STATISTICAL MEASUREMENT AND MONITORING OF DATA
106 ________________________________________________________________ Evaluation of Data Editing Process
EDITING AND IMPUTATION IN THE 2001 UNITED KINGDOM
CENSUS OF POPULATION
By Jan Thomas, Census Division, Office for National Statistics, United Kingdom
The Census Offices of the United Kingdom have
identified the need to measure and monitor the impacts
of the processing systems on census data.
Requirements have been identified for a computer
system to be known as the “Data Quality Monitoring
System” to give this information.
The system will produce a series of standard and
ad hoc reports, and will provide comparisons of
distributions before and after editing and imputation
and simple cross tabulations at various area levels.
The data can be visualised, possibly by geographical
area, to see where the error is occurring. Work has
started on a prototype system and it is hoped that the
prototype will be developed for use in the 1997 Census
In addition, it is planned to appoint a team of “data
experts” to analyse and interpret the results that will be
reported from the system.
This paper outlines the general requirements of the
system and those specifically relating to editing and
Keywords: editing; imputation; measuring and
monitoring the data quality.
The UK Census Offices have identified the need
to measure and monitor the impacts of processing
systems on census data. The evaluation of the 1991
Census operation highlighted the fact that the facilities
which were in place to monitor the quality of the data
were inadequate, and were employed too late to have
any impact on problem resolution. Research is
currently underway to produce a computer system
which will measure and monitor the data as it is being
processed in the 2001 Census.
It is planned that the use of this system, to be
known as the "Data Quality Monitoring System"
(DQMS), will be extended to cover data capture,
coding, derivation of variables and sampling. This
paper considers the editing and imputation
requirements only as they are relevant to the data
It is recognised that to operate this system a team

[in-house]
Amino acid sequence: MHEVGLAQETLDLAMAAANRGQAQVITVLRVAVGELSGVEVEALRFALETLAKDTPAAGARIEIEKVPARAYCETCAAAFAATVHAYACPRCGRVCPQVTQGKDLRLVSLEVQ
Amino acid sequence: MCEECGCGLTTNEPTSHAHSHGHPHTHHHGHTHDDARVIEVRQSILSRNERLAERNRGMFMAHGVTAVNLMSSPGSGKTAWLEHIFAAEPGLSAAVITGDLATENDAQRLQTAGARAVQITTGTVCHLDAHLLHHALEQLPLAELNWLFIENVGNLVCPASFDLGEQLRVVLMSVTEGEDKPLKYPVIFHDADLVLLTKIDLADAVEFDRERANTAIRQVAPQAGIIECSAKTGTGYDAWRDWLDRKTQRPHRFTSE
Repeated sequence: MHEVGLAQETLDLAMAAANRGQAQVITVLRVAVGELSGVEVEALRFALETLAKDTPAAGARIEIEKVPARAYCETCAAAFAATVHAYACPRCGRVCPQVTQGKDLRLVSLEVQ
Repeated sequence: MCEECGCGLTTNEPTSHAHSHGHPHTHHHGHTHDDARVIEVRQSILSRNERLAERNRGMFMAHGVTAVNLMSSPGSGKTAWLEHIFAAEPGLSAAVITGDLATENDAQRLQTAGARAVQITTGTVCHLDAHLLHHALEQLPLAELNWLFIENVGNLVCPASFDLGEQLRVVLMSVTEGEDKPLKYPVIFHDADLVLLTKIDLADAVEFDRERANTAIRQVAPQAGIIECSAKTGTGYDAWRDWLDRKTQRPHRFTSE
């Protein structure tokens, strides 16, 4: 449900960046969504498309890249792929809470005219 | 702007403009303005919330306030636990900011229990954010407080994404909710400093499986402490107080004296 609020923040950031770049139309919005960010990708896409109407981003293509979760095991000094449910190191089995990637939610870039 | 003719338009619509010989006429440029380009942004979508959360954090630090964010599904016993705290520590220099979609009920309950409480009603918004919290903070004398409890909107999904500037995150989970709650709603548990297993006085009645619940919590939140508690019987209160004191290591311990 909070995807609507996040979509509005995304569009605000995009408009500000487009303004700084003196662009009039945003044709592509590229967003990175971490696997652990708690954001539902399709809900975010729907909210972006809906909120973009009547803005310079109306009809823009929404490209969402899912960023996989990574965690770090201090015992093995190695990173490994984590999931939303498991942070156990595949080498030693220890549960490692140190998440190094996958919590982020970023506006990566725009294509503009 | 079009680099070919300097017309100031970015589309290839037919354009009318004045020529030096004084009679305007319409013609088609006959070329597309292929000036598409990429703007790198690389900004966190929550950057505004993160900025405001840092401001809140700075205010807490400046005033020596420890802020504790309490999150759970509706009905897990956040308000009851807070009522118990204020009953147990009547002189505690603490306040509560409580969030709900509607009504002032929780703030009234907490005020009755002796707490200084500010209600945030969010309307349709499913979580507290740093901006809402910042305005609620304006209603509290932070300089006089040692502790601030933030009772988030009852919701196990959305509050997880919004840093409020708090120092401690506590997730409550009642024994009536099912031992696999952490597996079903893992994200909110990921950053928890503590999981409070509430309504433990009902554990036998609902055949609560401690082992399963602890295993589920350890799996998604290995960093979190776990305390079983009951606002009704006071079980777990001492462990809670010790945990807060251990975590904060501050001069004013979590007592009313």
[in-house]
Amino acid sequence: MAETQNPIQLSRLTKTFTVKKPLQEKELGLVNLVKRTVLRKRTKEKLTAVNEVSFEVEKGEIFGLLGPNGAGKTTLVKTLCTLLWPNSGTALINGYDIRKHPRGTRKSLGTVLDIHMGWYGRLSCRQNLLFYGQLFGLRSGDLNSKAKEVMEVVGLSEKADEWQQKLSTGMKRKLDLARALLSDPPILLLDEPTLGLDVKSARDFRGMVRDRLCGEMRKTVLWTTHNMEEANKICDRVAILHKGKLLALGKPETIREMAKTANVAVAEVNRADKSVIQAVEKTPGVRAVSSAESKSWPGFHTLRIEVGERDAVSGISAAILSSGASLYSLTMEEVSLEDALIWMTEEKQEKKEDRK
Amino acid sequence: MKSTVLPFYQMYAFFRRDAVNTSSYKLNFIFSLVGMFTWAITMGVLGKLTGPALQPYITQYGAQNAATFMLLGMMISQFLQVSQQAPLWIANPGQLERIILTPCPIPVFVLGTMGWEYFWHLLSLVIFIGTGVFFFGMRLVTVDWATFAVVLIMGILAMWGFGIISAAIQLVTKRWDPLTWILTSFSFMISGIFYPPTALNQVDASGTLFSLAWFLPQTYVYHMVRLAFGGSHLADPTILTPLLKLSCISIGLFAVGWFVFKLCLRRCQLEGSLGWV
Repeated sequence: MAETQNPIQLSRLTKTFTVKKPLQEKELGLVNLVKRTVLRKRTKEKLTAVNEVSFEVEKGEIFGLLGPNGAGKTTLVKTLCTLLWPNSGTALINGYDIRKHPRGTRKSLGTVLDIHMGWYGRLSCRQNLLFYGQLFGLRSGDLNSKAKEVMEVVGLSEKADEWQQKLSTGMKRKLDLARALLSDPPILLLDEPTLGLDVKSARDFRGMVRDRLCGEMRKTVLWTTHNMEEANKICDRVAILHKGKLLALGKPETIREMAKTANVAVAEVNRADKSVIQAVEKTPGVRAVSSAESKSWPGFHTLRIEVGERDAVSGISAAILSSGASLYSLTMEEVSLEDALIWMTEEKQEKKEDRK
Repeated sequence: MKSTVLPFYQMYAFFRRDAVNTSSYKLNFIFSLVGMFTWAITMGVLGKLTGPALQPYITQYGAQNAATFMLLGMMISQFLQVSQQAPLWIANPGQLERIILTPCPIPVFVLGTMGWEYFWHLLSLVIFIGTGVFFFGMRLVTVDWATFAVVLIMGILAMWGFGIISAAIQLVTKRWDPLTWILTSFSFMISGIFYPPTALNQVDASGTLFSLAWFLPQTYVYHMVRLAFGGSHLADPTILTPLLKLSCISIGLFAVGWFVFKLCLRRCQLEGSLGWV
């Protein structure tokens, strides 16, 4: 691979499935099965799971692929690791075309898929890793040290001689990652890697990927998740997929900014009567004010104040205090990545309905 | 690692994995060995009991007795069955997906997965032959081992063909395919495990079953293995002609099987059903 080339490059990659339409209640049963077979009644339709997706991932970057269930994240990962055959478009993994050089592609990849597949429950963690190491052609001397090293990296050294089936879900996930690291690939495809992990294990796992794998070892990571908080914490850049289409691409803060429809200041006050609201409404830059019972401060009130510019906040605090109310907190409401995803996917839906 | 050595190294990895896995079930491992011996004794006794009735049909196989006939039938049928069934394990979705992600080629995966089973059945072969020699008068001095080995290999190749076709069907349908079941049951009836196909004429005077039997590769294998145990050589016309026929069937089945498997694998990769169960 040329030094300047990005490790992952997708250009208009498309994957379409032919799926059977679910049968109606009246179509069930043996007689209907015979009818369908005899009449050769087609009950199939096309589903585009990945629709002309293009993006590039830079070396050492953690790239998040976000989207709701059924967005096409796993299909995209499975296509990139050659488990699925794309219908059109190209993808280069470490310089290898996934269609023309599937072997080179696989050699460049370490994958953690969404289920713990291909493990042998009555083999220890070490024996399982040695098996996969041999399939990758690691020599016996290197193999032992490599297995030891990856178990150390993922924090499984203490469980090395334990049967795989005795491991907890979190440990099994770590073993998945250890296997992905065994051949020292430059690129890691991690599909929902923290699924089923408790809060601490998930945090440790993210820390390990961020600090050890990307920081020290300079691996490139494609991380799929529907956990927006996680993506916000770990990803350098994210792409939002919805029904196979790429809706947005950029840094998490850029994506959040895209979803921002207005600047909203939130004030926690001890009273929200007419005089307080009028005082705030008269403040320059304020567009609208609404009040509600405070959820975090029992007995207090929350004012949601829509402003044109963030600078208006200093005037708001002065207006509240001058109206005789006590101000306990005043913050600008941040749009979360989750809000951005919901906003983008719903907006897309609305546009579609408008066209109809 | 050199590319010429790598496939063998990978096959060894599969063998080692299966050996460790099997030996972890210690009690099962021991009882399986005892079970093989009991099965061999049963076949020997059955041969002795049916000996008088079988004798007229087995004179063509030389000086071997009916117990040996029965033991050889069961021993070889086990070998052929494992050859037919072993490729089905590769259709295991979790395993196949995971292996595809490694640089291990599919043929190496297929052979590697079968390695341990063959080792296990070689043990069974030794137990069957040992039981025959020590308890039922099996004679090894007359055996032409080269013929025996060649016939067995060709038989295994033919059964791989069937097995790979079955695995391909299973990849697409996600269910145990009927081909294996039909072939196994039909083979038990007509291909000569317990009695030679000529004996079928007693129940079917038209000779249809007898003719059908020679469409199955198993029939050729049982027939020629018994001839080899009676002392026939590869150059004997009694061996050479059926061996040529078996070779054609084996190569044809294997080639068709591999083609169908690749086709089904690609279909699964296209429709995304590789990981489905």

of people who are experts in data analysis will be
needed. It is planned to appoint a team of six "Data
Experts", with the responsibility for monitoring data as
it is processed.
2. BACKGROUND TO EDITING AND
IMPUTATION IN THE BRITISH CENSUS
In the 1991 Census, the edit system checked the
validity of data and performed sequence and structure
checks. Invalid, missing and inconsistent items were
identified for the imputation process. The editing
process filled in a few missing items. The edit matrices
were constructed so as to consider every possible
combination of values for relevant items and to give
the action, (if any) required should that combination
arise, by making the least number of changes.
Imputation was only carried out on the 100%
questions and not on sample (10%) questions; this was
because most of the 10% questions have lengthy
classifications, such as occupation and hence are
difficult to impute with any accuracy. Automatic
imputation on a record by record basis was first
introduced in the 1981 Census, and was based on the
work by Felligi and Holt in the 1970s, the so-called
hotdeck methodology. This worked well in 1981, and
so was carried through to 1991 with only minor
changes for new questions.
This paper documents the requirements for the
DQMS which have been gathered so far. It is a
working paper, as the DQMS will be developed
iteratively on a prototype basis and the requirements
will be enhanced or re-prioritised as work proceeds.
The general system requirements are shown in italics
for ease of reference and are classified as either
"standard" or "ad-hoc". The specific requirements for
editing and imputation are then listed.
Although the role of the data expert is not yet fully
defined it is anticipated that they will be in place
sometime during 1998-99, and that they will become
familiar with the data during the Dress Rehearsal for